No wonder both Democrats and Republicans are pushing Bills to ensure that any data collected for virus fighting cannot be used for other means. Some European politicians and regulators, including the European Union competition chief Margrethe Vestager, are calling for stringent rules and transparency.

Content moderation is another area ripe for regulatory action. Big Tech companies have been reluctant to police disinformation online, in part because of civil-liberty concerns. They also do not want to lose the legal protection that exempts them from responsibility for what users say or do online.

But the rapid spread of coronavirus has forced them to take action to delete inaccurate public-health information.

As one high-level European regulator recently pointed out to me, this makes it hard for these companies to argue that they cannot police misinformation in other areas.

The consequence could be that they are forced by law to do so. That would pose a threat to the targeted advertising business model crucial to companies such as Google, Facebook and even Amazon.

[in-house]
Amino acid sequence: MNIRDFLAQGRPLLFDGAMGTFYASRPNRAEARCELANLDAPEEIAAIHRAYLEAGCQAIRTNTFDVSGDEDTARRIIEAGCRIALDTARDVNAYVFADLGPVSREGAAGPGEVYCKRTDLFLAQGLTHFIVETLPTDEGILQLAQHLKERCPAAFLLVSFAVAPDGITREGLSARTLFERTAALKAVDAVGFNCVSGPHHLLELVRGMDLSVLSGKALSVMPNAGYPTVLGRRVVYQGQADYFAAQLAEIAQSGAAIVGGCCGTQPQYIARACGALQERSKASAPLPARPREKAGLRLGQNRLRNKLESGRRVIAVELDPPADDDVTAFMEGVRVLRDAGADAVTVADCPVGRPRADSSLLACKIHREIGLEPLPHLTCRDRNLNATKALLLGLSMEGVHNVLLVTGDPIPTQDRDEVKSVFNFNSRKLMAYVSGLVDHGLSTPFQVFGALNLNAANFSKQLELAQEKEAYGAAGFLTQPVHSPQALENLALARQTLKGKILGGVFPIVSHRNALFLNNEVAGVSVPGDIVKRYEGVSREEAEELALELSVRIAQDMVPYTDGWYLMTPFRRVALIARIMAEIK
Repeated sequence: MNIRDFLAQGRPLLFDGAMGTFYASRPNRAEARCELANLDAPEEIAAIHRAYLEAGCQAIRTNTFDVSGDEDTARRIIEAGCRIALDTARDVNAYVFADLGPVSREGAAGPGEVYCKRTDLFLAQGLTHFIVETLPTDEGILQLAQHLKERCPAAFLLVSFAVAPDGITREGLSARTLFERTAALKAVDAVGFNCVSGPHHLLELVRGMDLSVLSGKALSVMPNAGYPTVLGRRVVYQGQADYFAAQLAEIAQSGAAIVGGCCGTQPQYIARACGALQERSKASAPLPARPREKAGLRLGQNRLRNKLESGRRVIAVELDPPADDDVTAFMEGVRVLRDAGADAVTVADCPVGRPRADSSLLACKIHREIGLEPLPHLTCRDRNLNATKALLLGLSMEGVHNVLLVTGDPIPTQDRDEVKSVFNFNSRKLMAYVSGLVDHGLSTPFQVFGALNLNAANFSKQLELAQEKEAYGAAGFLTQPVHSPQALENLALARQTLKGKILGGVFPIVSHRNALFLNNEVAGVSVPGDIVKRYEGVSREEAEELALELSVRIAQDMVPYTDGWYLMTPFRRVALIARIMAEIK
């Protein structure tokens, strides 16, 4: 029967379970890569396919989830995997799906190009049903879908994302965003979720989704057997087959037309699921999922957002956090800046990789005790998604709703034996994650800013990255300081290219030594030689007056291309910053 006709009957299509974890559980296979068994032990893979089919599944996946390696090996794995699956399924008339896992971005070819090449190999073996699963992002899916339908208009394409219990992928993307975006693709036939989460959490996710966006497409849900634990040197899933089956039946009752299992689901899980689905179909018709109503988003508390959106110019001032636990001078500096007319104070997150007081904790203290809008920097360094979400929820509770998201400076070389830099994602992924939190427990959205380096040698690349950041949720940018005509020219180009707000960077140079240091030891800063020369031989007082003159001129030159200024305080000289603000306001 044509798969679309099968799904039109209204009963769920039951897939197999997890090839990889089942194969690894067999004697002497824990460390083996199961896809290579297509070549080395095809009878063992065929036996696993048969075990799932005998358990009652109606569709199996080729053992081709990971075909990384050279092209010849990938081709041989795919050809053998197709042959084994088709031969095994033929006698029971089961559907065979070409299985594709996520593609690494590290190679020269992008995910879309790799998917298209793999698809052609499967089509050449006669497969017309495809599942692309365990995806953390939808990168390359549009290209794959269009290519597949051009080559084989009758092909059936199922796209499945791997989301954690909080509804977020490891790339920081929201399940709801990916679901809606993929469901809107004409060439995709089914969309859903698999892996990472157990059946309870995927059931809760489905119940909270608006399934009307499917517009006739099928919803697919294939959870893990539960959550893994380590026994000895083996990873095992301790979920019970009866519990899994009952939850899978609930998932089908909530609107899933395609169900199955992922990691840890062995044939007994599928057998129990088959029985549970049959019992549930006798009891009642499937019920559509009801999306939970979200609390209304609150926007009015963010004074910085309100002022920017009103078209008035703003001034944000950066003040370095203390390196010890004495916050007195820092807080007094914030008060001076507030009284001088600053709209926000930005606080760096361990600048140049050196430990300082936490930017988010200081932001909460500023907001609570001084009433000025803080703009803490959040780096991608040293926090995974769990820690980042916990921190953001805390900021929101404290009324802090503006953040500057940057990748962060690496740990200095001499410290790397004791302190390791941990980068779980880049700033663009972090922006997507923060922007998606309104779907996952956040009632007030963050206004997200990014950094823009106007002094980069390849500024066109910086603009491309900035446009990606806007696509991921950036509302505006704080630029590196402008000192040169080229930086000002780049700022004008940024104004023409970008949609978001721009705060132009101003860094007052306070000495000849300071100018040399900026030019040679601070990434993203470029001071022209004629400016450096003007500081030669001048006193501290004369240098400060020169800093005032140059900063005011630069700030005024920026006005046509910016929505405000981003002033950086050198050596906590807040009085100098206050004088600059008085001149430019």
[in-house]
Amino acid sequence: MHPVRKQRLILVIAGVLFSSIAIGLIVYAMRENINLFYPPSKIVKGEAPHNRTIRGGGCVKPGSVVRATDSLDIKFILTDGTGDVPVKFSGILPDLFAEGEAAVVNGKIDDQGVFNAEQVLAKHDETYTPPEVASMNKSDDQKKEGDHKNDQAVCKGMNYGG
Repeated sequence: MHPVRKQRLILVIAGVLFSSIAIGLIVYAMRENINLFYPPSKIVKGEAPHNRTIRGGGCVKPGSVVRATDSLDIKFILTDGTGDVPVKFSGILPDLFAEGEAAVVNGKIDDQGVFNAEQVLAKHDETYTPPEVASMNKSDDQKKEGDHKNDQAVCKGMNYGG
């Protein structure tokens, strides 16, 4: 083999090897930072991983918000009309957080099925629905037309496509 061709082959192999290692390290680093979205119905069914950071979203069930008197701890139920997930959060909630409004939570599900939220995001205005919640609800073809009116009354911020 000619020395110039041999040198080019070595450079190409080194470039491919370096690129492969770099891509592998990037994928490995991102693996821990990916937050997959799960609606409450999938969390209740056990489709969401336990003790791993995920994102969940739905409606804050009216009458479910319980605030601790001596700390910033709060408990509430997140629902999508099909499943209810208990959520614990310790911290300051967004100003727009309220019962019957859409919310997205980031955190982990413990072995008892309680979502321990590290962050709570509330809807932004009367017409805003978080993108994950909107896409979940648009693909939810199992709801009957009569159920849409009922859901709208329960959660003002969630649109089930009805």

The third push will be around antitrust. Amazon may be delivering most of our essential goods, but its incredible size and power also make it much easier for activists to argue it is a monopoly. Critics will seek to have it broken up, forced to pay higher wages to its workers (a number of whom have contracted the virus), provide them with better benefits, or even be turned into a publicly-owned utility.

As Pramila Jayapal, a US congresswoman from Seattle, put it recently: “Two things can be true at the same time. A company can be doing tremendous work that is incredibly valued and essential, and it can be treating workers badly.”

That is not a good look as the big companies get bigger and start to gobble up weaker competitors.

Concerns

Senator Amy Klobuchar, the ranking member of the subcommittee on antitrust, said last week that Uber’s potential acquisition of Grubhub raised “serious concerns” given that consumers and restaurants are now dependent on such services. “The last thing they need is an increase in the extremely high fees already paid to these companies,” she said.

Senator Elizabeth Warren has already teamed up with Congresswoman Alexandria Ocasio-Cortez to call for a moratorium on “risky” mergers and acquisitions for the duration of the pandemic.

Beyond all this, the different ways countries are dealing with trade-offs between public health and economic recovery – as well as surveillance and civil liberty – pose another challenge.

We will probably see an ever more nationalistic technology sector, with different rules emerging for different regions. The shift will limit global growth opportunities for some platforms. Last year’s techlash may be gone, but it is certainly not forgotten. – Copyright The Financial Times Limited 2020